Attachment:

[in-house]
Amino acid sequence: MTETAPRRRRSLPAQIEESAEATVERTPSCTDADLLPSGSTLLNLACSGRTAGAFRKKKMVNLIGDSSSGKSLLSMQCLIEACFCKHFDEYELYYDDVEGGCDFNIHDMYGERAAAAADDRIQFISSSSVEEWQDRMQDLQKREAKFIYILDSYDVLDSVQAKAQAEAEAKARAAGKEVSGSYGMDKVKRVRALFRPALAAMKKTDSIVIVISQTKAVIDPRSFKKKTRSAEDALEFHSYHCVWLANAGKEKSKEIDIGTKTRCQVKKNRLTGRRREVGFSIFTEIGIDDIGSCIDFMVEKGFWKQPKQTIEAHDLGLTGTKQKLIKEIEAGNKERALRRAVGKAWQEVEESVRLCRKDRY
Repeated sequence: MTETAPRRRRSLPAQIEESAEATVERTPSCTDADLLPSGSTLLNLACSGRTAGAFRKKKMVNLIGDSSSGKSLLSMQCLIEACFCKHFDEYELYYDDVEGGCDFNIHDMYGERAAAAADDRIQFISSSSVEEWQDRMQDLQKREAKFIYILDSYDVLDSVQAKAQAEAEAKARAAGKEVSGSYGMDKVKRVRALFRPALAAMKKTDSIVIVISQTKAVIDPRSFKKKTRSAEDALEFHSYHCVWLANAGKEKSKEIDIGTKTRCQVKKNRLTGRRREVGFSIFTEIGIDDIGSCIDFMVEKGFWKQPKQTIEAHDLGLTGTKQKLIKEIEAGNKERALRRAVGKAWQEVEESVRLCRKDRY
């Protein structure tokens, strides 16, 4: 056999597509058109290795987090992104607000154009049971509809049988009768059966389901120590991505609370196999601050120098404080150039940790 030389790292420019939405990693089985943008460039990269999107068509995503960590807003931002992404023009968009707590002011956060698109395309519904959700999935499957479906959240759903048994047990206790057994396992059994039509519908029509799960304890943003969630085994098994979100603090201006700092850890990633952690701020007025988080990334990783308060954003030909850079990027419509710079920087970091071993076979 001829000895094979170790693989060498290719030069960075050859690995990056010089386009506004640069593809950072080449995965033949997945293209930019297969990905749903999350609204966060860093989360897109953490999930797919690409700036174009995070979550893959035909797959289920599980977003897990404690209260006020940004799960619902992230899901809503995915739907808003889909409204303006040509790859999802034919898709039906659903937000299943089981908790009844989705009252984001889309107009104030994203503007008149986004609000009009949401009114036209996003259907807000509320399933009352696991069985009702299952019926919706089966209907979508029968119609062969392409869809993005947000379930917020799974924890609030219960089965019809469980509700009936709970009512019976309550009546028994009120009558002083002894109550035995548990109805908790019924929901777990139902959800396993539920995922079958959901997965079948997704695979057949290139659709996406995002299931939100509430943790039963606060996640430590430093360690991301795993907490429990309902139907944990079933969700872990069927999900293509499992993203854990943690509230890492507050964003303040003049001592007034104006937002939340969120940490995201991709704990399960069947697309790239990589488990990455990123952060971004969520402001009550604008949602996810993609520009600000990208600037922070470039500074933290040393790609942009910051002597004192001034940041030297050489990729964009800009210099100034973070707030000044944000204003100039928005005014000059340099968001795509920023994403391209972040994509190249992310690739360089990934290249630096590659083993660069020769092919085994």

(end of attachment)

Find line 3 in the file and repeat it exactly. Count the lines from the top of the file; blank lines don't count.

Repeated sequence: MTETAPRRRRSLPAQIEESAEATVERTPSCTDADLLPSGSTLLNLACSGRTAGAFRKKKMVNLIGDSSSGKSLLSMQCLIEACFCKHFDEYELYYDDVEGGCDFNIHDMYGERAAAAADDRIQFISSSSVEEWQDRMQDLQKREAKFIYILDSYDVLDSVQAKAQAEAEAKARAAGKEVSGSYGMDKVKRVRALFRPALAAMKKTDSIVIVISQTKAVIDPRSFKKKTRSAEDALEFHSYHCVWLANAGKEKSKEIDIGTKTRCQVKKNRLTGRRREVGFSIFTEIGIDDIGSCIDFMVEKGFWKQPKQTIEAHDLGLTGTKQKLIKEIEAGNKERALRRAVGKAWQEVEESVRLCRKDRY